- FGIC seeks to end the revenue diversion that spurred default
- Suit follows similar ones by Ambac and Assured Guaranty
Financial Guaranty Insurance Co. sued Puerto Rico’s top officials for raiding revenue earmarked for government agency bonds as the island rapidly runs out of cash, a step that pushed it to default this month on securities the company insures.
FGIC asked the U.S. District Court in Puerto Rico to block Governor Alejandro Garcia Padilla’s administration from diverting revenue that’s pledged to repay debt issued by some agencies, according to a Jan 19 lawsuit. The governor’s decision last month to do so forced the Infrastructure Financing Authority, called Prifa, to miss a $35.9 million interest payment due on Jan. 4, requiring FGIC to pay 22 percent of $6.4 millionin interest that it guarantees.
FGIC’s suit follows similar ones filed by Ambac Financial Group Inc. and Assured Guaranty Ltd. two weeks ago. The diversion of revenue allowed Puerto Rico to avoid defaulting for the first time on general-obligation bonds, which have the highest legal priority under the island’s constitution. The court consolidated FGIC’s complaint with Ambac and Assured Guaranty’s suit on Thursday, according to court documents. Judge Jose Antonio Fuste will preside over the case.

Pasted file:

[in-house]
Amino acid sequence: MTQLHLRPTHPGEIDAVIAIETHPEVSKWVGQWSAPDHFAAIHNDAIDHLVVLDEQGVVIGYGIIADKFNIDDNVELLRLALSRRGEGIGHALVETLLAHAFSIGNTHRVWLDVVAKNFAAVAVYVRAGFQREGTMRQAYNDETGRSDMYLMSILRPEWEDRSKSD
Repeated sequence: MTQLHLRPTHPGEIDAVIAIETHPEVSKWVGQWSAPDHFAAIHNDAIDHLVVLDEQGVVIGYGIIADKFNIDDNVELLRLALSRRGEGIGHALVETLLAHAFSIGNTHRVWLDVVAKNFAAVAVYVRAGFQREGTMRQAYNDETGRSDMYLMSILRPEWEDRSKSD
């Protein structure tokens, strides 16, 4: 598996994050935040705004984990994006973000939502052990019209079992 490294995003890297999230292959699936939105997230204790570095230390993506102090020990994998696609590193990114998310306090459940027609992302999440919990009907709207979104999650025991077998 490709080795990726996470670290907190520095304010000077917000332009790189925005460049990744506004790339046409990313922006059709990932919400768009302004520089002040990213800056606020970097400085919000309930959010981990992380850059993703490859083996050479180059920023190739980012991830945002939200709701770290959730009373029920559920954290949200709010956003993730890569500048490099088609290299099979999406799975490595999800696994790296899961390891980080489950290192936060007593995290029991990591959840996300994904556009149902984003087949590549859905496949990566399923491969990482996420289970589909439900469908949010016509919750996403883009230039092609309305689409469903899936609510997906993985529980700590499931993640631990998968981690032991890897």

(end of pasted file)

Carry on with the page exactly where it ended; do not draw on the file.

The insurers say the roughly $9 billion of revenue the island expects to collect in the fiscal year ending in June exceeds Puerto Rico’s $1.87 billion of debt-service costs, showing that it doesn’t need to redirect funds away from Prifa and other agencies. Garcia Padilla has said he has an obligation to protect residents from deep service cutbacks needed to cover its debts.
“The purpose of the clawback is to provide an additional source of payment for the public debt only when all other available resources for an entire fiscal year are insufficient for that purpose and not to provide an additional source from which the commonwealth can fund government operations or other expenditures,” FGIC said in its suit.
FGIC insures repayment of $768.8 million of Prifa’s principal and interest through 2045, as of Sept. 30, according to its website. It insures $10.6 million of debt service in 2016, according to Edward Turi, general counsel for the insurer.
Puerto Rico’s debt crisis erupted after years of borrowing to fill budget deficits as the economy failed to grow. The commonwealth says it expects to have $23.9 billion less than it will need over the next decade to repay principal and interest, according to an updated fiscal and economic growth plan released Monday. Officials revised the government’s five-year financing gap to $16 billion from an estimate of $14 billion in September.